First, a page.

Bob Hoskins

Bob Hoskins in The Long Good Friday

Last week, the film world lost a giant. Often called The Cockney Cagney, Bob Hoskins was an actor who didn’t just demand your attention on screen, he grabbed you by the throat, turned you upside down, and shook you until you could only applaud. Cargill and I do our best to adequately honor this towering talent via some of our favorites of his performances. Sure, Who Framed Roger Rabbit and Hook are tremendous films, but we stick to the deep track stuff. We also explain why Hoskins would have made the perfect Wolverine. And yes, there will be discussion of Super Mario Brothers that borders on tribute. You’ve been warned. You should follow Brian (@Briguysalisbury), Cargill (@Massawyrm), and the show (@Junkfoodcinema). Download Episode #10 Directly

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roger rabbit scene we love

Yesterday was the 25th anniversary of the theatrical release of Who Framed Roger Rabbit. An innovative co-production between Walt Disney (via Touchstone Pictures) and Steven Spielberg’s Amblin Entertainment based on the novel “Who Censored Roger Rabbit?” by Gary K. Wolf, the live-action and animation hybrid has already been officially celebrated this year with a commemorative Blu-ray and DVD release hitting stores back in March. But this is the weekend to truly honor both the film and your memory of seeing it for the first time, amazed by the interactions between humans and toons and the mix of real and illustrated props and sets and the idea that you might be turned on by a two-dimensional redhead. Roger Rabbit is not regarded nearly enough these days outside of the reporting of any latest news on its sequel ever actually happening. The Oscar-winning effects don’t astound as much as they did in 1988 (it was one of the first movies I was obsessed with watching specials on how it was made), the title character stopped being a regular and relevant star of theatrical shorts once Pixar came into play (interestingly enough, Toy Story was preceded by a re-release of the Roger Rabbit short Tummy Trouble, in place of a canceled original work featuring the character) and most unfortunately even with a special Academy Award recognition for his work as the director of animation here, Richard Willliams has hardly been given his due — though if you’re in Los Angeles later this week […]

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Aaron Taylor-Johnson

What is Casting Couch? Today it’s the whitest casting round-up you know. Even though everyone knows that Godzilla is the true star of any Godzilla movie, there usually has to be some sort of human element on the ground to give the fire-breathing lizard’s destruction some sort of context. So Legendary Pictures’ Godzilla reboot is in the need of a principal actor, presumably a young and fresh-faced one, because Deadline is reporting that the newest actor they’re courting for the job is Aaron Taylor-Johnson. In addition to having the whitest name on the planet, you know Taylor-Johnson from recently blending into the wallpaper in Savages and shrinking into the background of Anna Karenina. Let’s hope that if he gets the Godzilla gig he’s able to rekindle a little bit of that spark he showed in Kick-Ass, because he certainly didn’t come out of 2012 looking like the next big thing.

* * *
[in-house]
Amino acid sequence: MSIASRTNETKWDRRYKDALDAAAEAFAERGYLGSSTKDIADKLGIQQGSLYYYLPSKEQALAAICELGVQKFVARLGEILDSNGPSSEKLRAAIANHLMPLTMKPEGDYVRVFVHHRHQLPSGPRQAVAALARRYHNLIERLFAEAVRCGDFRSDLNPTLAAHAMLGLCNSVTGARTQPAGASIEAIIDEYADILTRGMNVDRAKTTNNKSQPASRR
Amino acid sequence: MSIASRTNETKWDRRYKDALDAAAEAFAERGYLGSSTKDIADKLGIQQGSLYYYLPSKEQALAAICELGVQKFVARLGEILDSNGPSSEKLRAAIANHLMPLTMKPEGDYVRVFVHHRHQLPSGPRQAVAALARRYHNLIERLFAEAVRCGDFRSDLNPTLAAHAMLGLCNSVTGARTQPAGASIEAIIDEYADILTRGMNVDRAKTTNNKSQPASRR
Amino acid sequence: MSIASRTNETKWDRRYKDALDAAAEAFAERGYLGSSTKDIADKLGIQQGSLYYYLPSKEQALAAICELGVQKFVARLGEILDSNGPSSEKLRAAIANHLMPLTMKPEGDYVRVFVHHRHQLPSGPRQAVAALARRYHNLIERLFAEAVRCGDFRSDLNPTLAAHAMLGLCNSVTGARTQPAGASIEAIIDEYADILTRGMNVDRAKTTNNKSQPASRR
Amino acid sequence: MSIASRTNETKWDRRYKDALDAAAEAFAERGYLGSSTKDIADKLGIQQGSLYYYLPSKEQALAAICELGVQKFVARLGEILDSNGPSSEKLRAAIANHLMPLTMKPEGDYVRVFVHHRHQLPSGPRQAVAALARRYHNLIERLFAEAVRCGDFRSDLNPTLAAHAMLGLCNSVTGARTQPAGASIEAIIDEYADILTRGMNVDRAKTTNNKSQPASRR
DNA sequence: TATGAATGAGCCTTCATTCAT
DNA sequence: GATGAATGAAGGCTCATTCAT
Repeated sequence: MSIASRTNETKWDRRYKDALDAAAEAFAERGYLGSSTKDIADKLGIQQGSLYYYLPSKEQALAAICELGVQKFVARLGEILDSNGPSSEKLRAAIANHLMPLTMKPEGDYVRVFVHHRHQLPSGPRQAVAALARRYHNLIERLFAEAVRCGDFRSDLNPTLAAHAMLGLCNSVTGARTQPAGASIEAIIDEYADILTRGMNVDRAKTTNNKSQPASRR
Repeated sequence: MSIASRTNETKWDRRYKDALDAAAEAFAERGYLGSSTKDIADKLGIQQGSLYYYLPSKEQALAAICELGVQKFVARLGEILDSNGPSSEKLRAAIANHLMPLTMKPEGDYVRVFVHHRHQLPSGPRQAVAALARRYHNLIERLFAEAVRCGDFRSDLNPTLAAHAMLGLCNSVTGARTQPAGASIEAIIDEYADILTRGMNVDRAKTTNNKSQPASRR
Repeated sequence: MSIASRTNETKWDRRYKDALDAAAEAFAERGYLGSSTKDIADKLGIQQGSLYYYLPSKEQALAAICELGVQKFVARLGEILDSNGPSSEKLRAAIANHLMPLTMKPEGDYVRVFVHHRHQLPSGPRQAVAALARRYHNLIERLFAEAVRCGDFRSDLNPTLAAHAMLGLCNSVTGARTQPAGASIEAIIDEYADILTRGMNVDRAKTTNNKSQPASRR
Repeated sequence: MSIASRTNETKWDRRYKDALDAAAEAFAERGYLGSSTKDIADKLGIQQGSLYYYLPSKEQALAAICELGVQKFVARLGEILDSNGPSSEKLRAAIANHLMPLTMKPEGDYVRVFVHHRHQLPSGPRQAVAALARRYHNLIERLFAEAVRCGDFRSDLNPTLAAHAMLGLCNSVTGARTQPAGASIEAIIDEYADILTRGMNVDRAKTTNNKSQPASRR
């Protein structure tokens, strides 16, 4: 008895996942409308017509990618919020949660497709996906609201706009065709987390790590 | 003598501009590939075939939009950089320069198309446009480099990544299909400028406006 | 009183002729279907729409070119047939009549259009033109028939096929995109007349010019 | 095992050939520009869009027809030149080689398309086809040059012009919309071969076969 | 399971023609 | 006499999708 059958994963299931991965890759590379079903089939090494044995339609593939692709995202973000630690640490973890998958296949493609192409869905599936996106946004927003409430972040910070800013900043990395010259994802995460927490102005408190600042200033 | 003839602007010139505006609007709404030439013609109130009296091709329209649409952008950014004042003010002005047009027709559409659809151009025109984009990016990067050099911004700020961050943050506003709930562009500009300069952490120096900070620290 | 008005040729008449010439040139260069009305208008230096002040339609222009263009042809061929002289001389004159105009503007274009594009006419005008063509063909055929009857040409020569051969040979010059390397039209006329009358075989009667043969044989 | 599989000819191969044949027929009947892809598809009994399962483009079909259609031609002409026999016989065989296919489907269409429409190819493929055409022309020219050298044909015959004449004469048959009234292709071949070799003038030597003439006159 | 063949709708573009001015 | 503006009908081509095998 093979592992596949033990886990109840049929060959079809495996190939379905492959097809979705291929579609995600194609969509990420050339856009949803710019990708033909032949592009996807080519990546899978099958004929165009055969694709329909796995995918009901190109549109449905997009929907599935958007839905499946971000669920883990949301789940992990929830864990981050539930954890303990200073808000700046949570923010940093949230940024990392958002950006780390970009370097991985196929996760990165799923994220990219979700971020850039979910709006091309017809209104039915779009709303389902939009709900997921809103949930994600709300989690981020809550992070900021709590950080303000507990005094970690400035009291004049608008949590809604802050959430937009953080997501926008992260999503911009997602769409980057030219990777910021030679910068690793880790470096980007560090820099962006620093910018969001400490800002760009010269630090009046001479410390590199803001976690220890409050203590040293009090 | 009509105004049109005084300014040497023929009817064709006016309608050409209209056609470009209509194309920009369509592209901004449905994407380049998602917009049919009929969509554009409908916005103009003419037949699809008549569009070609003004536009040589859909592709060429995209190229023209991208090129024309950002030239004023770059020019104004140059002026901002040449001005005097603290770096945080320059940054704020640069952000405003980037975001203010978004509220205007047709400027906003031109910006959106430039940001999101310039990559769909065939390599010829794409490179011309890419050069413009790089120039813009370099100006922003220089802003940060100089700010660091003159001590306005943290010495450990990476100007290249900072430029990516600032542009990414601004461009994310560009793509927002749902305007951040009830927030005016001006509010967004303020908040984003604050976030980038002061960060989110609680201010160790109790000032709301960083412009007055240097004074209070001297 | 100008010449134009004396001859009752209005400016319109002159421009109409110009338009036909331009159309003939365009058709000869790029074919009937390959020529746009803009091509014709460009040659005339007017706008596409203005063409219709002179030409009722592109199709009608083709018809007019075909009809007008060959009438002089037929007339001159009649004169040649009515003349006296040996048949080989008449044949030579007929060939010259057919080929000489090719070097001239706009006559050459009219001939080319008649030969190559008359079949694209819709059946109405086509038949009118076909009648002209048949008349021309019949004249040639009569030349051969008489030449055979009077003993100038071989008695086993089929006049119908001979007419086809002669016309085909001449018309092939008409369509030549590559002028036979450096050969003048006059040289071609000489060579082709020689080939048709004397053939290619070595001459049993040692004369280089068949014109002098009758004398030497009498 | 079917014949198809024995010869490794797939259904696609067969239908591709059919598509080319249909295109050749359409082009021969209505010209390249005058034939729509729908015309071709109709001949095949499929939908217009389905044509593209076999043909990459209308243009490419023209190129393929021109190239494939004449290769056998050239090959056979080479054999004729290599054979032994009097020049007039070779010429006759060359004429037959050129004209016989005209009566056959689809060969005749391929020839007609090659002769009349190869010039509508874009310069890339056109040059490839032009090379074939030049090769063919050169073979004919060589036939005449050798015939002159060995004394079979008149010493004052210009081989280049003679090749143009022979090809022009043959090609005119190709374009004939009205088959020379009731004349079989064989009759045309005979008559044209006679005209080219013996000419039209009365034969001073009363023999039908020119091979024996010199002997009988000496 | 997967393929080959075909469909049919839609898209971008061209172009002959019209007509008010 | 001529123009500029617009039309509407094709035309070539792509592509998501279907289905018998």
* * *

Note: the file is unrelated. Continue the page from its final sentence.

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What is Movie News After Dark? Like the Curiosity Mars rover, it’s out there breaking new ground. Taking panoramic pictures of the red planet and whatnot. Also, collecting links to interesting stories about movies. We begin with a shot from the titles of The Avengers, taken from the expose that Art of the Title has done on the summer’s biggest blockbuster thus far. They brilliantly profile the work of Method Design on the Joss Whedon directed movie. Here’s hoping that Method will get asked back alongside Whedon for the sequel.

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Junkfood Cinema: Super Mario Bros

Welcome back to Junkfood Cinema; the burning means it’s working. This is the weekly movie column that does its small part to battle piracy by highlighting several films no one in their right mind would ever want to download.

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published: 11.19.2014
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published: 11.19.2014
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published: 11.18.2014
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published: 11.14.2014
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